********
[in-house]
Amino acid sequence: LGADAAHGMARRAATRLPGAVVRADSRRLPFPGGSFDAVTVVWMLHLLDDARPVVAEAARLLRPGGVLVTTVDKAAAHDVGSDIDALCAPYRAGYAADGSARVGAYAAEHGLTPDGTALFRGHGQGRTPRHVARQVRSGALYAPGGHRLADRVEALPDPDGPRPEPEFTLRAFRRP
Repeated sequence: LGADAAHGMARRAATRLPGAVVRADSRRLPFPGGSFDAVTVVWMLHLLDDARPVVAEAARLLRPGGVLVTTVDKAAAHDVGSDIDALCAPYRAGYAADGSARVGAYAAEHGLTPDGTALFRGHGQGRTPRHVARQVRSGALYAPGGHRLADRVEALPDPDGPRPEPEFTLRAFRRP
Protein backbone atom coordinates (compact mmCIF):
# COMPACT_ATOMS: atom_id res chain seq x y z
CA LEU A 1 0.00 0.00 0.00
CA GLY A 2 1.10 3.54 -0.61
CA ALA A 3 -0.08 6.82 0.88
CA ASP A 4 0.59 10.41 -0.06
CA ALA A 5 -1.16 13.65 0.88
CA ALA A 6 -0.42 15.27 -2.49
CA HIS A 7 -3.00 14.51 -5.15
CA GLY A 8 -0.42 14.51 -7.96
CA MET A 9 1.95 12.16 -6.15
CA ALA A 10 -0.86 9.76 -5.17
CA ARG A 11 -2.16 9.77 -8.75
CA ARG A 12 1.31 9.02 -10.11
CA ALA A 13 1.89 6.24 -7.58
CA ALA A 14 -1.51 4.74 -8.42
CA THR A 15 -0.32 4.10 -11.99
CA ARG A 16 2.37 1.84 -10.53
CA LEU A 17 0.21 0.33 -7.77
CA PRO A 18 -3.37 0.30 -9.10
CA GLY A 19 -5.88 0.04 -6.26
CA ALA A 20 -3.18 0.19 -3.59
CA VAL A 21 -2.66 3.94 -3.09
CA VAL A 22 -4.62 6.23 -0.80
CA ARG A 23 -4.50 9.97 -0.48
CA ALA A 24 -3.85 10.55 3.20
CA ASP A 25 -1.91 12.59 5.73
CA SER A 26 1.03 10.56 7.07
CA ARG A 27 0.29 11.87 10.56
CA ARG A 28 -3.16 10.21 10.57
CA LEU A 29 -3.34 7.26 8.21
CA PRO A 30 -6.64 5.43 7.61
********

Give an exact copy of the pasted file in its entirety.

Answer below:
[in-house]
Amino acid sequence: LGADAAHGMARRAATRLPGAVVRADSRRLPFPGGSFDAVTVVWMLHLLDDARPVVAEAARLLRPGGVLVTTVDKAAAHDVGSDIDALCAPYRAGYAADGSARVGAYAAEHGLTPDGTALFRGHGQGRTPRHVARQVRSGALYAPGGHRLADRVEALPDPDGPRPEPEFTLRAFRRP
Repeated sequence: LGADAAHGMARRAATRLPGAVVRADSRRLPFPGGSFDAVTVVWMLHLLDDARPVVAEAARLLRPGGVLVTTVDKAAAHDVGSDIDALCAPYRAGYAADGSARVGAYAAEHGLTPDGTALFRGHGQGRTPRHVARQVRSGALYAPGGHRLADRVEALPDPDGPRPEPEFTLRAFRRP
Protein backbone atom coordinates (compact mmCIF):
# COMPACT_ATOMS: atom_id res chain seq x y z
CA LEU A 1 0.00 0.00 0.00
CA GLY A 2 1.10 3.54 -0.61
CA ALA A 3 -0.08 6.82 0.88
CA ASP A 4 0.59 10.41 -0.06
CA ALA A 5 -1.16 13.65 0.88
CA ALA A 6 -0.42 15.27 -2.49
CA HIS A 7 -3.00 14.51 -5.15
CA GLY A 8 -0.42 14.51 -7.96
CA MET A 9 1.95 12.16 -6.15
CA ALA A 10 -0.86 9.76 -5.17
CA ARG A 11 -2.16 9.77 -8.75
CA ARG A 12 1.31 9.02 -10.11
CA ALA A 13 1.89 6.24 -7.58
CA ALA A 14 -1.51 4.74 -8.42
CA THR A 15 -0.32 4.10 -11.99
CA ARG A 16 2.37 1.84 -10.53
CA LEU A 17 0.21 0.33 -7.77
CA PRO A 18 -3.37 0.30 -9.10
CA GLY A 19 -5.88 0.04 -6.26
CA ALA A 20 -3.18 0.19 -3.59
CA VAL A 21 -2.66 3.94 -3.09
CA VAL A 22 -4.62 6.23 -0.80
CA ARG A 23 -4.50 9.97 -0.48
CA ALA A 24 -3.85 10.55 3.20
CA ASP A 25 -1.91 12.59 5.73
CA SER A 26 1.03 10.56 7.07
CA ARG A 27 0.29 11.87 10.56
CA ARG A 28 -3.16 10.21 10.57
CA LEU A 29 -3.34 7.26 8.21
CA PRO A 30 -6.64 5.43 7.61